This is just one of many, many, many letters, notes and drawings I've mailed and/or given to my kids over the years; many silly, some profound, and all communicate the same message: "You matter to me... A LOT!"Read More
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Occasionally, in church I like to pass around to each family member a piece of paper titled, "All About (Name): (Name) Is..."
And then let each family member add whatever kind observation about that person.
The benefits are simple and important: The writer is able to reflect on the good qualities of that person and the recipient gets to feel great and appreciated. It's a quick, simple, yet meaningful, way to feel connected and to further solidify the family bond and loyalty to one another. It's also interesting and fun to find out what each other notices about each other.
So today, I did one on myself as dad and one for the kids mom. Here's what we learned about each other from our kids.
"Hey Kids: Your Dad Is..."
- From my daughter (14): "something, funny, goofy, dorky, 'smrat', Jonathin/Jonafat, creative."
- From my son (16): "interesting, a good drawer, cool, a good sword fighter, good at helping with problems."
- From my daughter (11): "strange, funny, smart, creative and helpful."
- From my son (9): "smart, funny, weird, awesome."
"All About Mom: Mom Is..."
- 16: "good food and laundry--he he--just kidding but really too, loving, caring, funny, a good dancer, can make my friends laugh."
- 14: "she's prettyyyyyy :), silly , a good cook, good at shopping, distracted a lot, goofy, loving"
- 11: "funny, nice, pretty, loving, dog loving, sweet, good cook."
- 9: "she calls dad 'Pootie', she's pretty, funny, likes 'bunnies', best food ever!"
I don't know anyone who tires of hearing nice things said about them. You just can't over-appreciate someone, folks.
Give it a try and share how it goes for ya.
— For more tips, strategies and resources for creating truly GREAT relationships with self and others visit http://JonathanSherman.net —
Taught 11-year-old daughter learning to control her anger is as learnable as controlling a car via the speedometer, steering wheel, gas/brakes of emotion regulation. She felt bad before about not being able to control her anger and was crying, poor thing.
I'll post the copies of the worksheets she and I came up with together and sometime I'll describe the process in greater depth. For now, let me just share: She felt empowered! I love being able to help my children navigate the tricky waters of life.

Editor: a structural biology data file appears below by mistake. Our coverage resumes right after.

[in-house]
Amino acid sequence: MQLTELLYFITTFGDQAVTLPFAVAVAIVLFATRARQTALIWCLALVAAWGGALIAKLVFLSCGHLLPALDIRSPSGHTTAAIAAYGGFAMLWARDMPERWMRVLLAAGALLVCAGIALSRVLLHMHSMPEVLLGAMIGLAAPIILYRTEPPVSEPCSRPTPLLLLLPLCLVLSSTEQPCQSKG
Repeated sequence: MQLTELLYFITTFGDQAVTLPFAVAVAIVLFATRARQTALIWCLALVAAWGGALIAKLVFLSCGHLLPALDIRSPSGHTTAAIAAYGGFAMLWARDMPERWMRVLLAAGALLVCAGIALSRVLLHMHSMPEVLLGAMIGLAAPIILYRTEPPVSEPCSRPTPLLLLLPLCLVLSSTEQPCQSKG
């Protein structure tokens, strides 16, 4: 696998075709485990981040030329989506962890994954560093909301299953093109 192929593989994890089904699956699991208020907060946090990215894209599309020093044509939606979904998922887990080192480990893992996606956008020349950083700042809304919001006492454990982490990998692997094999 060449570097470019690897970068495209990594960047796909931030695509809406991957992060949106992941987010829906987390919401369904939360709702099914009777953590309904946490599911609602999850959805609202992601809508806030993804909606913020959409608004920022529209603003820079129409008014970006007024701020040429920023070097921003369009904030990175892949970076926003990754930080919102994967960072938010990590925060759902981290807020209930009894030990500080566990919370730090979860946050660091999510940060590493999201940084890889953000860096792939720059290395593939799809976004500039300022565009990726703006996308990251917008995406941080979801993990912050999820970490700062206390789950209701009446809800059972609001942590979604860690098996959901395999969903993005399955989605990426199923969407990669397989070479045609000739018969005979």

Dads, do your kids KNOW that you love them? Years ago, before I had children I was taught this quote by a pioneer in the field of child development, Urie Brofenbrenner:
"Every child deserves at least one adult who is absolutely crazy about them."
Amen! We, as fathers, are uniquely poised to be that one to provide our children with the love and protection that only we can provide and that they so desperately crave and deserve.
Today, and frequently, I'll find simple verbal and non-verbal ways to let them know they are loved by their father. For example, today in church I passed the above sheet around to the fam with the simple beginning sentence string of "Em is..."
The lower left hand section are her answers:
"...freakin' awesome ...smart ...different ...musical ...spazzy ...cool ...nice ...unique ...funny"
This is the self-concept I am pleased to see a 13-year-old young woman develop as she prepares to enter adulthood.
This was my answer:
"...my DEAR daughter whom I love, am proud of, makes me laugh, is talented, bright, is AMAZING to me, is lovely in every sense of the word, and is the joy of my life!!!"
Her mom wrote,
...has ticklish bunnies [inside joke], has a great sense of humor, is beautiful inside and out, talented in so many ways, a good friend, a good girl, and I love her!"
Her siblings added a few extra nice and silly things as well.
How likely do you think a young woman with this kind of self-concept is likely to put up with being treated poorly by a guy? How confident do you think she'll feel to try new things? Will she have a place of internal security and refuge to turn to with this sense of self when she goes through the dark times of self-doubt that besiege us in this life?
As you can see, it's a lot more than just a little activity to keep us occupied during a church meeting. As they face a difficult world that often doesn't make sense how crucial it is to hear, and to KNOW, that the most significant and powerful man in their lives is "absolutely crazy about them".
This knowing creates a sense of security and identity that will protect them through all their life's struggles in a way no other force can. Without that powerful knowlege, insecurity and a weak sense of self flourish.
Dads, you are needed. You need to be powerful in your children's lives. They need to daily know of, and see, your love for them. It can be as simple as many sincere, simple and silly little methods as the one above.
So to the great dads out there, and to the ones who are turning it around, I wish you a Happy Fathers Day. Let them KNOW of your love for them. Don't ration it out. Flood them with it.
— For more tips, strategies and resources for creating truly GREAT relationships with self and others visit http://rel8gr8.com —